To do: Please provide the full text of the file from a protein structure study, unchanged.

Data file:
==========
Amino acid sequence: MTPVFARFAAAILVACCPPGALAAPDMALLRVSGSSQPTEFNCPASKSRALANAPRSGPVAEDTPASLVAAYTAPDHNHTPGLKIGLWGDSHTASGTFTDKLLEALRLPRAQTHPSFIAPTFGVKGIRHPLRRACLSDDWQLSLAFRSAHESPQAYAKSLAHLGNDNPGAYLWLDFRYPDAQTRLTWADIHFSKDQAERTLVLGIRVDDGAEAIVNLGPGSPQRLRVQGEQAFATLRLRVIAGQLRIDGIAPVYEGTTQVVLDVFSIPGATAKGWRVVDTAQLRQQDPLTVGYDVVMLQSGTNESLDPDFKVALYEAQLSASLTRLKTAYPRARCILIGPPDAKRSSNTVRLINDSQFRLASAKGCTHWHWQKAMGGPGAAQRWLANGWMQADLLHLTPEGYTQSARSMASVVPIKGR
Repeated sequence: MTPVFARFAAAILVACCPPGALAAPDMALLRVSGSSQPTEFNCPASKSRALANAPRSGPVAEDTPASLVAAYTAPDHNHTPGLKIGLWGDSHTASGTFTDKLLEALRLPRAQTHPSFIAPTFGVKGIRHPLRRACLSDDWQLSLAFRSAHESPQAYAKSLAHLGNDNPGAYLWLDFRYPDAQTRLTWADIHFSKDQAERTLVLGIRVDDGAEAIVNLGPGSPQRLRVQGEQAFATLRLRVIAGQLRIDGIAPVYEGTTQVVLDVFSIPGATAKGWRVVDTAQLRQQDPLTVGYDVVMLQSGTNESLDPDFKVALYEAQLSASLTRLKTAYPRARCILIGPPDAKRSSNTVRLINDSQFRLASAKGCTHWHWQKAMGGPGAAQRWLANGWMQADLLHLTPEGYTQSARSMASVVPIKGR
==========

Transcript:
Amino acid sequence: MTPVFARFAAAILVACCPPGALAAPDMALLRVSGSSQPTEFNCPASKSRALANAPRSGPVAEDTPASLVAAYTAPDHNHTPGLKIGLWGDSHTASGTFTDKLLEALRLPRAQTHPSFIAPTFGVKGIRHPLRRACLSDDWQLSLAFRSAHESPQAYAKSLAHLGNDNPGAYLWLDFRYPDAQTRLTWADIHFSKDQAERTLVLGIRVDDGAEAIVNLGPGSPQRLRVQGEQAFATLRLRVIAGQLRIDGIAPVYEGTTQVVLDVFSIPGATAKGWRVVDTAQLRQQDPLTVGYDVVMLQSGTNESLDPDFKVALYEAQLSASLTRLKTAYPRARCILIGPPDAKRSSNTVRLINDSQFRLASAKGCTHWHWQKAMGGPGAAQRWLANGWMQADLLHLTPEGYTQSARSMASVVPIKGR
Repeated sequence: MTPVFARFAAAILVACCPPGALAAPDMALLRVSGSSQPTEFNCPASKSRALANAPRSGPVAEDTPASLVAAYTAPDHNHTPGLKIGLWGDSHTASGTFTDKLLEALRLPRAQTHPSFIAPTFGVKGIRHPLRRACLSDDWQLSLAFRSAHESPQAYAKSLAHLGNDNPGAYLWLDFRYPDAQTRLTWADIHFSKDQAERTLVLGIRVDDGAEAIVNLGPGSPQRLRVQGEQAFATLRLRVIAGQLRIDGIAPVYEGTTQVVLDVFSIPGATAKGWRVVDTAQLRQQDPLTVGYDVVMLQSGTNESLDPDFKVALYEAQLSASLTRLKTAYPRARCILIGPPDAKRSSNTVRLINDSQFRLASAKGCTHWHWQKAMGGPGAAQRWLANGWMQADLLHLTPEGYTQSARSMASVVPIKGR